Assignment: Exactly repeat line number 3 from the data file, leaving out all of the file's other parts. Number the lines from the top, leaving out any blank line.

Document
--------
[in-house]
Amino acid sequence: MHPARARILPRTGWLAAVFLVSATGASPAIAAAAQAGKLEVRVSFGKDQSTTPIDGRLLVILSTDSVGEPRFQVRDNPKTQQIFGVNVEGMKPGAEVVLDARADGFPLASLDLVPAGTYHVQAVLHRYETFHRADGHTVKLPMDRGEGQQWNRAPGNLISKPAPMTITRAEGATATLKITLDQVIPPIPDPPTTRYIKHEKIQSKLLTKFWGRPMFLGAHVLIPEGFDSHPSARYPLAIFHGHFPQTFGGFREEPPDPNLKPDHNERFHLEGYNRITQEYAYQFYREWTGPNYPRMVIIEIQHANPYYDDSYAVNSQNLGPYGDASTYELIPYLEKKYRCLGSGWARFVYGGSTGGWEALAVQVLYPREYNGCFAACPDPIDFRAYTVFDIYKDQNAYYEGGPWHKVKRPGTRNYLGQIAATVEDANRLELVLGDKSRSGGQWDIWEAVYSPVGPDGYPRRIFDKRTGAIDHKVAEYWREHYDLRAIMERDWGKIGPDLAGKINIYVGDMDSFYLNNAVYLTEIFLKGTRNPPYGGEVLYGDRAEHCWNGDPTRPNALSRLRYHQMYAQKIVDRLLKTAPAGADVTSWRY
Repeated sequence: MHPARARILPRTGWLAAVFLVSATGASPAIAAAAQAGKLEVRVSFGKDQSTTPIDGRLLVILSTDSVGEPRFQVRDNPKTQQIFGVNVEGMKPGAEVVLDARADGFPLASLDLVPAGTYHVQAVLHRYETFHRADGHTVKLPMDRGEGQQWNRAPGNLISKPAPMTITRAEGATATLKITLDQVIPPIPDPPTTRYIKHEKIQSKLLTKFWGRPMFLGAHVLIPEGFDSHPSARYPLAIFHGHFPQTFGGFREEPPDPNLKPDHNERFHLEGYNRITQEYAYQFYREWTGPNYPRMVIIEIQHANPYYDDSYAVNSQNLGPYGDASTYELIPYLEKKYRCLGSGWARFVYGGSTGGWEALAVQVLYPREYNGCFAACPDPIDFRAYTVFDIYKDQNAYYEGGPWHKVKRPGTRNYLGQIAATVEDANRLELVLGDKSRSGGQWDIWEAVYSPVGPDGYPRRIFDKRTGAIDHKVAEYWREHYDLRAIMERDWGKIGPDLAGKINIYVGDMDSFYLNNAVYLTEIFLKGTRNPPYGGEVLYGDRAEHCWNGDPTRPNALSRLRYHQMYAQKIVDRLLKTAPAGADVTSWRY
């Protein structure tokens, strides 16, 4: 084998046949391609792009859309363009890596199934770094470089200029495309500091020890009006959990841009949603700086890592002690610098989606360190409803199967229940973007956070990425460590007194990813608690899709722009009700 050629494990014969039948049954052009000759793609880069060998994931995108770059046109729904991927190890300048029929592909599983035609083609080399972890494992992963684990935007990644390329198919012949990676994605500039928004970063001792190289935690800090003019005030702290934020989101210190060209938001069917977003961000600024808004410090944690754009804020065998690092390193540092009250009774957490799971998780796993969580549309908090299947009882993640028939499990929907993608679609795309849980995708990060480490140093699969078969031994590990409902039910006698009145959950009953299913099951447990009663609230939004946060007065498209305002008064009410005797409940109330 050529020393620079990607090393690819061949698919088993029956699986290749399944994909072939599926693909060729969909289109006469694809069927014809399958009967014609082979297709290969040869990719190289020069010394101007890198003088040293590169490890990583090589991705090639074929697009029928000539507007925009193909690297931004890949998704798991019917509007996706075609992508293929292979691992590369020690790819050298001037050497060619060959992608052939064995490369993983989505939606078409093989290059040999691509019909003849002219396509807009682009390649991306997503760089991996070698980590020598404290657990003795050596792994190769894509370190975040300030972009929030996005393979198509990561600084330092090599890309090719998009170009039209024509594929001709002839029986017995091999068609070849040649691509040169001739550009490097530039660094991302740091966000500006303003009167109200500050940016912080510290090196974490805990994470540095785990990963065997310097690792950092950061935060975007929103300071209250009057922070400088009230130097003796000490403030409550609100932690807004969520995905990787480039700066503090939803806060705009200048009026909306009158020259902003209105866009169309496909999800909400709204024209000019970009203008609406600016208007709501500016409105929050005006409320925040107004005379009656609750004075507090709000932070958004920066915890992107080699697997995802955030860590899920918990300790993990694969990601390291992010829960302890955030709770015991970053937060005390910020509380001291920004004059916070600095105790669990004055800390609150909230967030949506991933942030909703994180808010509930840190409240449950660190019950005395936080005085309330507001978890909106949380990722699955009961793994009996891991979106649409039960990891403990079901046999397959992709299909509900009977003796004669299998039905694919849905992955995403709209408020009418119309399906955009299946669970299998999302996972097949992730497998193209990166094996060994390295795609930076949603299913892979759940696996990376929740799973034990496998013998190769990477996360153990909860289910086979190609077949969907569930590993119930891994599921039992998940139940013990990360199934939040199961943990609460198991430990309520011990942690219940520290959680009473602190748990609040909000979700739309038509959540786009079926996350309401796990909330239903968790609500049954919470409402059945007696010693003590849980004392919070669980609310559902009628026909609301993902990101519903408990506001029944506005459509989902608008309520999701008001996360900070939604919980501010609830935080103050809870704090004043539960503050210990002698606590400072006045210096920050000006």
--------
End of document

Repeated sequence: MHPARARILPRTGWLAAVFLVSATGASPAIAAAAQAGKLEVRVSFGKDQSTTPIDGRLLVILSTDSVGEPRFQVRDNPKTQQIFGVNVEGMKPGAEVVLDARADGFPLASLDLVPAGTYHVQAVLHRYETFHRADGHTVKLPMDRGEGQQWNRAPGNLISKPAPMTITRAEGATATLKITLDQVIPPIPDPPTTRYIKHEKIQSKLLTKFWGRPMFLGAHVLIPEGFDSHPSARYPLAIFHGHFPQTFGGFREEPPDPNLKPDHNERFHLEGYNRITQEYAYQFYREWTGPNYPRMVIIEIQHANPYYDDSYAVNSQNLGPYGDASTYELIPYLEKKYRCLGSGWARFVYGGSTGGWEALAVQVLYPREYNGCFAACPDPIDFRAYTVFDIYKDQNAYYEGGPWHKVKRPGTRNYLGQIAATVEDANRLELVLGDKSRSGGQWDIWEAVYSPVGPDGYPRRIFDKRTGAIDHKVAEYWREHYDLRAIMERDWGKIGPDLAGKINIYVGDMDSFYLNNAVYLTEIFLKGTRNPPYGGEVLYGDRAEHCWNGDPTRPNALSRLRYHQMYAQKIVDRLLKTAPAGADVTSWRY